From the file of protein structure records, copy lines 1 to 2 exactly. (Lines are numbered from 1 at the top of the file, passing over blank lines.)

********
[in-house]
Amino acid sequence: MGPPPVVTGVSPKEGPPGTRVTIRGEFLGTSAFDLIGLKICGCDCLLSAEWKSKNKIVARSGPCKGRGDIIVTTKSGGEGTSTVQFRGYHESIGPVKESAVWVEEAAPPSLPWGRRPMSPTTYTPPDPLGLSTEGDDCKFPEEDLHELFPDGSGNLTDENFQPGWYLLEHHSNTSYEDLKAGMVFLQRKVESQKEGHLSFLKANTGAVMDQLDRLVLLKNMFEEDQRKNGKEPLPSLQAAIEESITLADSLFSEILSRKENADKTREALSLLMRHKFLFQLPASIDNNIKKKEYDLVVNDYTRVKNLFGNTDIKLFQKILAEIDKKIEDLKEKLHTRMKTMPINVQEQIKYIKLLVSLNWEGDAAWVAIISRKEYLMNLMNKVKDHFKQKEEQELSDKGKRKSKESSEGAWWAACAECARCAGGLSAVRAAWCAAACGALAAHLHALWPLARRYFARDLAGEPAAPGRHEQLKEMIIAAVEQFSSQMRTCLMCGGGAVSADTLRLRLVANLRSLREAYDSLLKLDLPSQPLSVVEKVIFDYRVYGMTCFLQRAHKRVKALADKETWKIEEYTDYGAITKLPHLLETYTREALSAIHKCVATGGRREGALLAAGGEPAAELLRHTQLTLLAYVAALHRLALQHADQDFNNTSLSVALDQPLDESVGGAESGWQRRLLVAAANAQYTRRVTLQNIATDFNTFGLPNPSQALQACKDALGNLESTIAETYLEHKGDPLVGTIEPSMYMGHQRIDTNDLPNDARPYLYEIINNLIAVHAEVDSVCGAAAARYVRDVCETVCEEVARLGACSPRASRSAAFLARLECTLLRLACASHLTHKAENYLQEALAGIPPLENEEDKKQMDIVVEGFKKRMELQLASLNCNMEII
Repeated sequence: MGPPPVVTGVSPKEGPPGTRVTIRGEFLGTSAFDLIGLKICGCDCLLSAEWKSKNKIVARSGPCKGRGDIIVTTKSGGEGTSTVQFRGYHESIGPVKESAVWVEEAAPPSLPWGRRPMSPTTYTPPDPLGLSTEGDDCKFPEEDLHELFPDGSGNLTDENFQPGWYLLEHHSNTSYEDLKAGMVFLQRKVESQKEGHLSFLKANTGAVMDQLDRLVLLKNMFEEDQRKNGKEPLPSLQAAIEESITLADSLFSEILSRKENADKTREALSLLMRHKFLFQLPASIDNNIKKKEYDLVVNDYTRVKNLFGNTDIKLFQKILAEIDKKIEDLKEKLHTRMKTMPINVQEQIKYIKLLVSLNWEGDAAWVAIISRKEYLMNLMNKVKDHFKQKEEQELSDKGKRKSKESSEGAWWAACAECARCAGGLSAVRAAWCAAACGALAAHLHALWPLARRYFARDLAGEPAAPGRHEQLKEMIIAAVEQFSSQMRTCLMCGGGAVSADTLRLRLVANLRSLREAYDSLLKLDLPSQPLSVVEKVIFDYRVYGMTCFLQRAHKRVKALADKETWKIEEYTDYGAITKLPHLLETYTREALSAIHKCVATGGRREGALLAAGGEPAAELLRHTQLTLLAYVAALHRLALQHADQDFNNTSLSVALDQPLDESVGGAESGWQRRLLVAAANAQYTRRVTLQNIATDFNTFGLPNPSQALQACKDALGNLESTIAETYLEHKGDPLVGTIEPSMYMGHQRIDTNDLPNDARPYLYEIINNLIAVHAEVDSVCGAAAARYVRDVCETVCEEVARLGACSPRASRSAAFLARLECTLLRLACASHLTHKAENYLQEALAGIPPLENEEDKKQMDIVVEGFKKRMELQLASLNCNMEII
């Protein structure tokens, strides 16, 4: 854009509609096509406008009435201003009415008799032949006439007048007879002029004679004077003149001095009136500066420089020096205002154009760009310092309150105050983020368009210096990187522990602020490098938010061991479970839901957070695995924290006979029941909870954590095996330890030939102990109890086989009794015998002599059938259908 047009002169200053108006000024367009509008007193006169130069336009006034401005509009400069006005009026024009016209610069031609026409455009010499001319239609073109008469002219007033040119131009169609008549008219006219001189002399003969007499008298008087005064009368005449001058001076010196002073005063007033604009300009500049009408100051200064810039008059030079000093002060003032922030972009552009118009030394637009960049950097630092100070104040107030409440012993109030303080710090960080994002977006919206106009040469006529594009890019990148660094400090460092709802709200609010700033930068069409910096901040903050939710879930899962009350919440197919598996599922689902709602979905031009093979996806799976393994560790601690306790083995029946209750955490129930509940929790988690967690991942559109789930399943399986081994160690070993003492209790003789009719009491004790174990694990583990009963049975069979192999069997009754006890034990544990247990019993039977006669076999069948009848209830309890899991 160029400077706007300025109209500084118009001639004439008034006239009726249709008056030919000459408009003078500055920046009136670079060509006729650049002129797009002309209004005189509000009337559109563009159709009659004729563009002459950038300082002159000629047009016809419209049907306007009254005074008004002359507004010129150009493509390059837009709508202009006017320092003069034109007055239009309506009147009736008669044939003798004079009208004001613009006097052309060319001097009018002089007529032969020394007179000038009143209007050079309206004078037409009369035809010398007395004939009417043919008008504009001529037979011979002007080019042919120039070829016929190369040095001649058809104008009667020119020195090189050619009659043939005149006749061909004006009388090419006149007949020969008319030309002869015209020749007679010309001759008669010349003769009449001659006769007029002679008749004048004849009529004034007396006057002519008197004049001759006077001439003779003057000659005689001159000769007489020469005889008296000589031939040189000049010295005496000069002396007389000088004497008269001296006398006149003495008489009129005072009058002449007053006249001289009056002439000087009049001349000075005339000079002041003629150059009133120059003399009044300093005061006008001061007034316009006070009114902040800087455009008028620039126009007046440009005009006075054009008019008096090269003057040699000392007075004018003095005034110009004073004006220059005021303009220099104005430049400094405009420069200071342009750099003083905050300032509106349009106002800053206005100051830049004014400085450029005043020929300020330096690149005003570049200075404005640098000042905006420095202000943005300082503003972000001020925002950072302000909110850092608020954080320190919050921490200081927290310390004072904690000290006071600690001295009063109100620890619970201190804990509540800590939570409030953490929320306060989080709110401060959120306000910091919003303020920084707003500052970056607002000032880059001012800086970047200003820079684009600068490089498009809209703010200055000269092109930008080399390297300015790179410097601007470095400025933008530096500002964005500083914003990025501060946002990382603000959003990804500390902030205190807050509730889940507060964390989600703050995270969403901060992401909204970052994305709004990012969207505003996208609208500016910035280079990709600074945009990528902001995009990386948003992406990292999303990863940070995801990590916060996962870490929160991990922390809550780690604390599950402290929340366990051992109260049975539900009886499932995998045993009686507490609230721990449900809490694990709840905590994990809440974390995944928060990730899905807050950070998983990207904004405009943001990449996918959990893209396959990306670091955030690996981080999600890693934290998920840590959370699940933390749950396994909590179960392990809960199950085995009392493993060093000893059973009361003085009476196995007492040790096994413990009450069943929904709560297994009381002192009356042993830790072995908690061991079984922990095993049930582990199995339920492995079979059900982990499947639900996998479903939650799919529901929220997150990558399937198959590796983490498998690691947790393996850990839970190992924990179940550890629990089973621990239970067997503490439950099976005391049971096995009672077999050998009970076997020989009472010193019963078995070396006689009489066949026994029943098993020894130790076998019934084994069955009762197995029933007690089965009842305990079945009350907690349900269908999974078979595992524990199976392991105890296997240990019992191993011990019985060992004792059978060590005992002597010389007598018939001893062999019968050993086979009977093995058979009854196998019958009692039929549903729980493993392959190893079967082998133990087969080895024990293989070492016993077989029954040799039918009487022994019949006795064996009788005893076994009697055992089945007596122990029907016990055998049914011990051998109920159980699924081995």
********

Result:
[in-house]
Amino acid sequence: MGPPPVVTGVSPKEGPPGTRVTIRGEFLGTSAFDLIGLKICGCDCLLSAEWKSKNKIVARSGPCKGRGDIIVTTKSGGEGTSTVQFRGYHESIGPVKESAVWVEEAAPPSLPWGRRPMSPTTYTPPDPLGLSTEGDDCKFPEEDLHELFPDGSGNLTDENFQPGWYLLEHHSNTSYEDLKAGMVFLQRKVESQKEGHLSFLKANTGAVMDQLDRLVLLKNMFEEDQRKNGKEPLPSLQAAIEESITLADSLFSEILSRKENADKTREALSLLMRHKFLFQLPASIDNNIKKKEYDLVVNDYTRVKNLFGNTDIKLFQKILAEIDKKIEDLKEKLHTRMKTMPINVQEQIKYIKLLVSLNWEGDAAWVAIISRKEYLMNLMNKVKDHFKQKEEQELSDKGKRKSKESSEGAWWAACAECARCAGGLSAVRAAWCAAACGALAAHLHALWPLARRYFARDLAGEPAAPGRHEQLKEMIIAAVEQFSSQMRTCLMCGGGAVSADTLRLRLVANLRSLREAYDSLLKLDLPSQPLSVVEKVIFDYRVYGMTCFLQRAHKRVKALADKETWKIEEYTDYGAITKLPHLLETYTREALSAIHKCVATGGRREGALLAAGGEPAAELLRHTQLTLLAYVAALHRLALQHADQDFNNTSLSVALDQPLDESVGGAESGWQRRLLVAAANAQYTRRVTLQNIATDFNTFGLPNPSQALQACKDALGNLESTIAETYLEHKGDPLVGTIEPSMYMGHQRIDTNDLPNDARPYLYEIINNLIAVHAEVDSVCGAAAARYVRDVCETVCEEVARLGACSPRASRSAAFLARLECTLLRLACASHLTHKAENYLQEALAGIPPLENEEDKKQMDIVVEGFKKRMELQLASLNCNMEII